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Paul L. Althouse
American Record Guide, March 2020

This certainly is a fine performance, one I greatly enjoyed…

The Ballades are very nicely done, unhurried and beautifully detailed. The first (‘Edward’) is appropriately grim, the lefthand quasi-pizzicato in the return suggesting (in Vogt’s words) dripping blood! In the second he pedals freely in the outer sections, but here, as well as in the final movements, he lingers and colors the sound, capturing the romantic spirit well. © 2020 American Record Guide Read complete review on American Record Guide



International Piano, February 2020

Vogt and his players prove as magical as any rival… this newcomer is a fine version. © 2020 International Piano



Hank Zauderer
My Classical Notes, January 2020

Pianist Lars Vogt continues his series of concerto recordings with the Royal Northern Sinfonia with this new recording of Johannes Brahms’ (1833-1897) First Piano Concerto together with Four Ballades (Op. 10) for solo piano. As in previous albums, Lars Vogt conducts from the keyboard.

Brahms’ Four Ballades, Op. 10 are works written in 1854 by a young composer barely in his 20s, yet these pieces are technically mature and profound in such a manner that they could even be compared to his final piano works. © 2020 My Classical Notes Read complete review




Patrick Rucker
Gramophone, January 2020

The music-making is nothing short of sensational.

This is a bold Brahms D minor with immense character, audacious and courageous. It is also perhaps the most sensitive and subtle reading of the score in recent memory. Tempos are spacious and rubato is ample, yet invariably organic. A wealth of seldom-heard orchestral detail emerges, with exquisite wind-playing especially prominent. Nothing is extraneous; every gesture seems bent towards maximum expressivity.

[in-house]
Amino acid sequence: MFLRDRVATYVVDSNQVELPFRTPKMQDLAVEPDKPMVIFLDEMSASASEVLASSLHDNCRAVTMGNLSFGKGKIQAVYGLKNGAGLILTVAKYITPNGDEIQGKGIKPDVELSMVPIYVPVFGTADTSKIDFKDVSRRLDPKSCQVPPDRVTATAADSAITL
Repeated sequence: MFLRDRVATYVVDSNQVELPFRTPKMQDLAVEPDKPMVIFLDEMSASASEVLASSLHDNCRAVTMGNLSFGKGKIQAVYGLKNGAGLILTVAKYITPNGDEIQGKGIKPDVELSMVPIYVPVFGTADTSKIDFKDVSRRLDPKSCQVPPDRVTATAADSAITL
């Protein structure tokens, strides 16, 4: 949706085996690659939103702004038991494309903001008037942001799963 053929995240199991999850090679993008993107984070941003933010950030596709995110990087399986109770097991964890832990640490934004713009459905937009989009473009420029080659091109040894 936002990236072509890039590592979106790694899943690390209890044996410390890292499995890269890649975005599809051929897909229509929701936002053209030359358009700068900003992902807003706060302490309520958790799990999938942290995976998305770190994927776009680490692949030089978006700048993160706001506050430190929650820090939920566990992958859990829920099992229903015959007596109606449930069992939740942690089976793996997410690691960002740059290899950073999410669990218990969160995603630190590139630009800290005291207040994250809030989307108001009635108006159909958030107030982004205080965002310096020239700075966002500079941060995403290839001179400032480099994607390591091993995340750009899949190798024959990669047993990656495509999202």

It’s rare to have the pleasure of witnessing a musician mid-career growing by leaps and bounds. Lars Vogt has always been a pianist of remarkable gifts but over the years his artistry has risen in stature in ways one scarcely could have imagined. I suspect that this is Brahms you will treasure in the long term and I urge you not to miss it. © 2020 Gramophone



Phil Muse
Audio Video Club of Atlanta, January 2020

…Lars Vogt scores impressively. The Düren, Germany native celebrates his recent appointment as music director of the Royal Northern Sinfonia at The Sage, Gateshead by playing and conducting Brahms’ Piano Concerto No. 1 in D Minor, Op. 15, a really formidable undertaking for a work of such tremendous scope and complexity.

Vogt takes his exploration of the young Brahms, in all his passionate convictions, into his interpretations of the Four Ballades, Op. 10. Moving from the D Minor Concerto to these character pieces results, naturally, in a reduction in form but not, by any means, in emotive power. “They’re genuine dramas in a minature format,” observes Vogt, “but at the same time are actually kept quite simple.” The directness of expression in all four of these pieces is one of their greatest strengths. © 2019 Audio Video Club of Atlanta Read complete review



The Classic Review, December 2019

The entire performance is remarkable. © 2019 The Classic Review



The Sunday Times, London, November 2019

Lars Vogt digs deep in the dark Four Ballades, and in the composer’s First Piano Concerto, in D minor, achieves a close rapport with his players. © 2019 The Sunday Times, London




Remy Franck
Pizzicato, November 2019

The Ballads, on the other hand, are magnificently played, well detailed and excitingly transparent. Vogt is a clever narrator. With a healthy mixture of drama and restraint he tells us many things, but not everything. In this way he succeeds in fathoming the mystery, the unspoken of the Ballads. © 2019 Pizzicato Read complete review





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